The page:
The Hound of the Baskervilles by Sir Arthur Conan Doyle

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What are the many themes of The Hound of the Baskervilles?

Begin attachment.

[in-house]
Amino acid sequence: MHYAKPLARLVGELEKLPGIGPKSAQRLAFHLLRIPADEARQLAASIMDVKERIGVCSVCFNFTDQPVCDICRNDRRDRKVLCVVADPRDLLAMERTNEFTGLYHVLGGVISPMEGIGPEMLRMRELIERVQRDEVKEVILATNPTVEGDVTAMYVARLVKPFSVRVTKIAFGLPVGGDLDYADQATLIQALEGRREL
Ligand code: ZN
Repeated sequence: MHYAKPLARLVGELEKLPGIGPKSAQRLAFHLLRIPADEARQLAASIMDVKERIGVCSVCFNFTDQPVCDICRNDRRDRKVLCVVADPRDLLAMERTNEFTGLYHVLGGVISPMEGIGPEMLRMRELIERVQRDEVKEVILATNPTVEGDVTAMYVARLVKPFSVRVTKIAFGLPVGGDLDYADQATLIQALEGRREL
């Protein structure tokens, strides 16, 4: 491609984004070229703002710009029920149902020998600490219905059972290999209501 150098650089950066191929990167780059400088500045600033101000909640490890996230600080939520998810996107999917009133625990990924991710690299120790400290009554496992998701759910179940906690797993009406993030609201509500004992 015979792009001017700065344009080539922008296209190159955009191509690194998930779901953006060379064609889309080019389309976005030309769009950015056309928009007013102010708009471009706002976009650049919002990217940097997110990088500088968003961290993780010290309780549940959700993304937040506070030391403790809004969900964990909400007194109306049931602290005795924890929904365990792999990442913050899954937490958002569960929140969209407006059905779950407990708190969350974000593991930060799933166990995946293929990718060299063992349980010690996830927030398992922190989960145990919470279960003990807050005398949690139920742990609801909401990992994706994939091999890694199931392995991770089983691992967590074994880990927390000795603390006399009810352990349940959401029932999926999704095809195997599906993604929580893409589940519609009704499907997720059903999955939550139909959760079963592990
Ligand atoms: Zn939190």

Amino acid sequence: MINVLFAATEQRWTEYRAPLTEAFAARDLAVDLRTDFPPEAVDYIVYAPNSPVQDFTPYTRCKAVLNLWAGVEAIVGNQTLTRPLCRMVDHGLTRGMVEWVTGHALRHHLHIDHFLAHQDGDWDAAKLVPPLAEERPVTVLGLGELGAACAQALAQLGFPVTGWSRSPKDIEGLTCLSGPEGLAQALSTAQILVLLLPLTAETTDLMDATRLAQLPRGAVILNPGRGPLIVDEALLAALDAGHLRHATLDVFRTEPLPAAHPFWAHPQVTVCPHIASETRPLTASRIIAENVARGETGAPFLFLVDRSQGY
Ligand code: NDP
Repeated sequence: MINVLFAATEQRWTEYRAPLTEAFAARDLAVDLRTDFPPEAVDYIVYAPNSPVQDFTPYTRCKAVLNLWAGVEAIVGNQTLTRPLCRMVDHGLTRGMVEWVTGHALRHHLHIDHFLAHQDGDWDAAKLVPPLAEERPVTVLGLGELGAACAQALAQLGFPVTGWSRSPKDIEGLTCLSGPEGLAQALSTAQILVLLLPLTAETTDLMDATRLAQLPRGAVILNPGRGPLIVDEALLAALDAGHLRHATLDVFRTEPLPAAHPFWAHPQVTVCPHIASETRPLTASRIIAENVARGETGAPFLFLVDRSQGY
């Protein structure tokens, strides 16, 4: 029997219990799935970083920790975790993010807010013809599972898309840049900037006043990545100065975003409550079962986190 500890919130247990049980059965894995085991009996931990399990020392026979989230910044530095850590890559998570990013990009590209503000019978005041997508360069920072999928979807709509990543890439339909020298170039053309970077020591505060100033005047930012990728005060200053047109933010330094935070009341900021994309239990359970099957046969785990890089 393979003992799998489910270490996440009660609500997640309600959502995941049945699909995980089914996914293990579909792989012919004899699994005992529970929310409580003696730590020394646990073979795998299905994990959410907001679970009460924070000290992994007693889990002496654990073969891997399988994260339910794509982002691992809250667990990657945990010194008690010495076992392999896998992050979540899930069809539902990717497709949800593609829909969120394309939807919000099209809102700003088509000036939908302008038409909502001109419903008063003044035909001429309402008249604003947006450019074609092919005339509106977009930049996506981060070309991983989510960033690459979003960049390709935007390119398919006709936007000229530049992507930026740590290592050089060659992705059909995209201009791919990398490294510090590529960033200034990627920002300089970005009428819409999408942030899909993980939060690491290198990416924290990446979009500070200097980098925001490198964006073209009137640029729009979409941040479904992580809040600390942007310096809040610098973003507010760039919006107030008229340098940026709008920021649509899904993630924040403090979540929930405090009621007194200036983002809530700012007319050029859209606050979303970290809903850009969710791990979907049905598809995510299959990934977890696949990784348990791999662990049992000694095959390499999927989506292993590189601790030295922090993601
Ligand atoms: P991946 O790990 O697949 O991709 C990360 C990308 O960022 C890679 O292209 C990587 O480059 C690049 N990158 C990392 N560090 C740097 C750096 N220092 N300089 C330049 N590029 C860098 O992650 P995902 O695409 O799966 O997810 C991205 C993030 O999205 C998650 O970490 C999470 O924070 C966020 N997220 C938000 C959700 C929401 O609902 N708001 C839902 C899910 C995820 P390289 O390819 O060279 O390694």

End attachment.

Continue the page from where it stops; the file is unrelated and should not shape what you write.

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One theme in The Hound of the Baskervilles is the way in which preconceptions and prejudices lead people astray. When Dr. Mortimer first tells Sherlock Holmes about Sir Charles Baskerville's death, Dr. Mortimer includes a long-winded and far-fetched tale about an ancient hound who plagues many generations of the Baskerville family. Dr. Mortimer believes this hound was to blame for Sir Charles's sudden demise. The dog is essentially what's called, in mystery parlance, a red herring, or a clue that is meant to set the reader and the detective on the wrong path in solving the mystery. Another red herring in the book is Selden, the mysterious convict on the moors, as well as Barrymore the butler, who is acting strange but really is just providing food to Selden, his wife's brother. The real murderer, Stapleton, appears innocuous until later in the book, but the reader might be thrown off at first by preconceptions about an escaped convict or about a mysterious hound. Holmes, on the other...

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